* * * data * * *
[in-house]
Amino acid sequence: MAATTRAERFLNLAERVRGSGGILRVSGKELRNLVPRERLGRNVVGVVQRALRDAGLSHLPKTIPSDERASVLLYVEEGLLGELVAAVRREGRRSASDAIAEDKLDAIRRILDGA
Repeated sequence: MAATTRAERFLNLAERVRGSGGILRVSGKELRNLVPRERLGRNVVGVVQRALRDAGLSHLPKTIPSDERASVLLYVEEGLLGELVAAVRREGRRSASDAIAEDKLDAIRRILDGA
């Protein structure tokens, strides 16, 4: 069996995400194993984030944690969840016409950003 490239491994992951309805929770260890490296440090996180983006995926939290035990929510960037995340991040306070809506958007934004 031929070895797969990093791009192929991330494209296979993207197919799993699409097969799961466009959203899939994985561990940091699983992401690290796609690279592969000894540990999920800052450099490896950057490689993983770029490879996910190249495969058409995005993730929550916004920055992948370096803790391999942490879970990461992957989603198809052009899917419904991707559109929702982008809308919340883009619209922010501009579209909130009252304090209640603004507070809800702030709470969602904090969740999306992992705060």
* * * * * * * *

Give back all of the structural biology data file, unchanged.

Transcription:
[in-house]
Amino acid sequence: MAATTRAERFLNLAERVRGSGGILRVSGKELRNLVPRERLGRNVVGVVQRALRDAGLSHLPKTIPSDERASVLLYVEEGLLGELVAAVRREGRRSASDAIAEDKLDAIRRILDGA
Repeated sequence: MAATTRAERFLNLAERVRGSGGILRVSGKELRNLVPRERLGRNVVGVVQRALRDAGLSHLPKTIPSDERASVLLYVEEGLLGELVAAVRREGRRSASDAIAEDKLDAIRRILDGA
């Protein structure tokens, strides 16, 4: 069996995400194993984030944690969840016409950003 490239491994992951309805929770260890490296440090996180983006995926939290035990929510960037995340991040306070809506958007934004 031929070895797969990093791009192929991330494209296979993207197919799993699409097969799961466009959203899939994985561990940091699983992401690290796609690279592969000894540990999920800052450099490896950057490689993983770029490879996910190249495969058409995005993730929550916004920055992948370096803790391999942490879970990461992957989603198809052009899917419904991707559109929702982008809308919340883009619209922010501009579209909130009252304090209640603004507070809800702030709470969602904090969740999306992992705060």